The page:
Monday, August 16, 2010

Edgar Evans


Good Monday Morning to you all. We continue to look at explorers, and in particular, pictures of the 1910 antarctic expedition on the Terra Nova. Today's picture shows Edgar Evans, a Petty Officer on the Expedition. Evans died on the expedition. He had an accident as they were approaching the pole, and cut his hand. He suffered frostbite, and started having difficulty keeping up with the party. He then suffered a head injury. His condition got worse, and he collapsed. The exploration party was forced to leave him behind, as they needed to reach the next supply depot. They came back for him and carried him out, but he died on February 16, 1912.

Well, I had a great summer, but it is back to work this morning. I had a lot of fun on the blog this summer, and hope you did too. I will be sure and get up early, and hope to keep things interesting as I get back into the swing of work.

10 comments:

  1. We really take things for granted now days.
    How a simple cut can take your life when it is freezing out. The same thing applies when you in hot places or any place else. Unless you get the cut clean and keep it clean infection can set in.
    Even when a cut is keep clean infection can set in and cost you a limb or your life.
    To bad things went so bad for them on that trip.

    I really enjoyed this summer of domestic updates, but you still owe us a photo of the different colored eggs side by side.
    And you owe yourself a nice shiny new tractor. But maybe for a Christmas present. Make sure you get a brush cutter on it so that you can keep expanding your yard

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  2. I'm curious to know if anyone else here has read Apsley Cherry-Garrard's book: "The Worst Journey in the World" describing that particular expedition of Scott aboard the Terra Nova.

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  3. That is a sad tale. And I wonder, really was the exploration of the pole worth all the lives it claimed? What scientific benefit was there? I cannot think of one.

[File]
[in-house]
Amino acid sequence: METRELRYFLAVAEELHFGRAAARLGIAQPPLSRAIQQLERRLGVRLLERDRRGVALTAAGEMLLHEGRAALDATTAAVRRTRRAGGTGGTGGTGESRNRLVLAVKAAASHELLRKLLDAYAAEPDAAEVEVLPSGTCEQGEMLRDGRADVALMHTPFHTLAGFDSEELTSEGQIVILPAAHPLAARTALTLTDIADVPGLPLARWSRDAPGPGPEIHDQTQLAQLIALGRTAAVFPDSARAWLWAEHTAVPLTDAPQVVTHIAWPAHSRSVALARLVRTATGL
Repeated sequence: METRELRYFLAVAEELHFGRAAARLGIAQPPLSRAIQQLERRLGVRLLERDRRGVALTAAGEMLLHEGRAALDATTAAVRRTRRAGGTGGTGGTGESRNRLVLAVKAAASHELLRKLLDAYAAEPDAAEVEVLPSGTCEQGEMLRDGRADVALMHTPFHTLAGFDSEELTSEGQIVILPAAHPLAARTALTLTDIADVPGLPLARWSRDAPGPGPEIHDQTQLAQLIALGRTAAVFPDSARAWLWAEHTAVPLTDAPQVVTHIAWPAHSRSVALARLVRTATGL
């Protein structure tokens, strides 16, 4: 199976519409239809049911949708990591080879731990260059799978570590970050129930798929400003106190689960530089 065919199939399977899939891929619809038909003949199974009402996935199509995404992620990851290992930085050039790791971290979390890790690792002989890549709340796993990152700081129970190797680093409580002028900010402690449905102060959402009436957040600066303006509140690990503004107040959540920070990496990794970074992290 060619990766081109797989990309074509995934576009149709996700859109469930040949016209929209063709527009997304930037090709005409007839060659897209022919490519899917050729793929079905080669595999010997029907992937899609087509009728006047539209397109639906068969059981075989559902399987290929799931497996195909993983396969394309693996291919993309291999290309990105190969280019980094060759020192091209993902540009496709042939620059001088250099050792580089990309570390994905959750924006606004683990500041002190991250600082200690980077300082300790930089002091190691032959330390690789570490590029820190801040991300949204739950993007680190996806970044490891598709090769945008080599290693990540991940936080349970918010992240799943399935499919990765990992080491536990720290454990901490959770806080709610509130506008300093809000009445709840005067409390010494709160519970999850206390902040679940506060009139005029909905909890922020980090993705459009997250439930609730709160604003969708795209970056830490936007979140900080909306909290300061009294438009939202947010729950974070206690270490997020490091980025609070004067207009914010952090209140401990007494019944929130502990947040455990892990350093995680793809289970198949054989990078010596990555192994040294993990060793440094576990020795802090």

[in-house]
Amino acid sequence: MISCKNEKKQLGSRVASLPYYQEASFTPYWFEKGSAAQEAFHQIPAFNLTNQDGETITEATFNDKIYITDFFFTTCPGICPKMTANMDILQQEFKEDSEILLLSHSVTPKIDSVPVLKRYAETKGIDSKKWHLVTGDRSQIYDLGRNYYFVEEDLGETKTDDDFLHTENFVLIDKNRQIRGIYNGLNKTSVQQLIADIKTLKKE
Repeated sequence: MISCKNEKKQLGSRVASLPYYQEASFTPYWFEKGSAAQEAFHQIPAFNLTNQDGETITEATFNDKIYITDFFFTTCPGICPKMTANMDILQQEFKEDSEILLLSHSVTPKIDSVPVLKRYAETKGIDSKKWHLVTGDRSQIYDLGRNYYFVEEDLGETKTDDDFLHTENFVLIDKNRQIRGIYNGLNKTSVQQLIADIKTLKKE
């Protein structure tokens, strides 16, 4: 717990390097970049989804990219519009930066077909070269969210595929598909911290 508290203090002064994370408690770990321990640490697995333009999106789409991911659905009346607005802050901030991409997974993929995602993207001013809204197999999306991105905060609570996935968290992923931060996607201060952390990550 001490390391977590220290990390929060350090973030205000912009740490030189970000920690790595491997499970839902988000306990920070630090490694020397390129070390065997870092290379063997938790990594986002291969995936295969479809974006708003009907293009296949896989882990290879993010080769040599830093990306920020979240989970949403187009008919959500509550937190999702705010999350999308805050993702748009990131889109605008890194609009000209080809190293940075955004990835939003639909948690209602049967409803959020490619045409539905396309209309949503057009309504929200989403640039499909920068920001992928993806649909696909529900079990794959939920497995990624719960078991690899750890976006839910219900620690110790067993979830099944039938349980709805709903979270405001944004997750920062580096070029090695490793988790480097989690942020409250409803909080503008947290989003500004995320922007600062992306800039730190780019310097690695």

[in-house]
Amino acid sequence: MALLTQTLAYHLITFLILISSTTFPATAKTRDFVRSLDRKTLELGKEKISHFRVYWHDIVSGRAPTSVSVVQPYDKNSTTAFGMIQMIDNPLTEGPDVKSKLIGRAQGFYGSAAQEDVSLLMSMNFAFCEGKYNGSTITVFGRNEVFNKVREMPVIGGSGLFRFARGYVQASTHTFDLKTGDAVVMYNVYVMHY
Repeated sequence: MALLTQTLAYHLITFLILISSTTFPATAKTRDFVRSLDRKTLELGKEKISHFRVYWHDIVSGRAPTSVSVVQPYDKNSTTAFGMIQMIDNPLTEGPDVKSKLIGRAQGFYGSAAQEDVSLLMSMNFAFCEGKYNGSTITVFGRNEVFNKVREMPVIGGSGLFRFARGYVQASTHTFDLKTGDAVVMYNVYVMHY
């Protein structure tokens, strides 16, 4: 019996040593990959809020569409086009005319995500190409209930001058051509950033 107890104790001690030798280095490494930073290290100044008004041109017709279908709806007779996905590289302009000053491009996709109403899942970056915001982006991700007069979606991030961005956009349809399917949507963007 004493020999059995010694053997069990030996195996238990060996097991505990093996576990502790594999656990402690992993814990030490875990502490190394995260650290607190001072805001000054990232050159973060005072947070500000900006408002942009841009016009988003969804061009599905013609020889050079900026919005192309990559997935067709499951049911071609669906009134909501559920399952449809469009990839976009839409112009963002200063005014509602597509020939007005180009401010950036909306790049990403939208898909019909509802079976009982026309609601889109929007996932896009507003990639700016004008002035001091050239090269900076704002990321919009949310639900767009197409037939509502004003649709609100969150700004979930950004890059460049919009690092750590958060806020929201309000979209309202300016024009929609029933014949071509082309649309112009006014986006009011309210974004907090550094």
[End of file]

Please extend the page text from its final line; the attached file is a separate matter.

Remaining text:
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  4. Well Merideth, what has been gained by climbing Mount Everest? Nothing that I know of, but a lot of people have lost their lives doing it. Would you believe that 4000 people have tried and only 660 have made it. Also 142 people have died trying to climb it. S
    So if you want to talk about a waste on life, that is a great example there. The only thing I can think of that is a bigger and more senseless waste of life is WAR

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  5. Regarding the photo...
    Pre Gore-tex, Thinsulate, nylon etc. As if it wasn't difficult enough with those advances.

    As per the other thing...No one was forced to climb Everest. It was their passion to do so. As far as war goes... visit the Holocaust Museum. Sometimes wars have to be fought.

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  6. The best south pole experience I have read about is Endurance http://tinyurl.com/2ce8zlf
    about the Shackelford expedition.

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  7. Wow!
    With your summer being over and going back to school I just realized that I have been following you for over a year.
    I have not missed a single photo but it sure does not seem like I have looked at over 365 images and numerous comments.
    Thank you so much PJM and everyone else involved in OPOD for enriching my life.

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  8. Aw..back to work already..no rest for the weary..hope the greenhouse is finished:)

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  9. Merideth: Biology, chemistry, atmospheric science, geology, geophysics, glaciology and oceanography. "We took risks. We knew we took them. Things have come out against us. We have no cause for complaint." -Scott.

    GranMary: "For scientific leadership, give me Scott; for swift and efficient travel, Amundsen; but when you are in a hopeless situation, when there seems to be no way out, get on your knees and pray for Shackleton." — Sir Raymond Priestley.

    Thank you, PJM, for another amazing theme!

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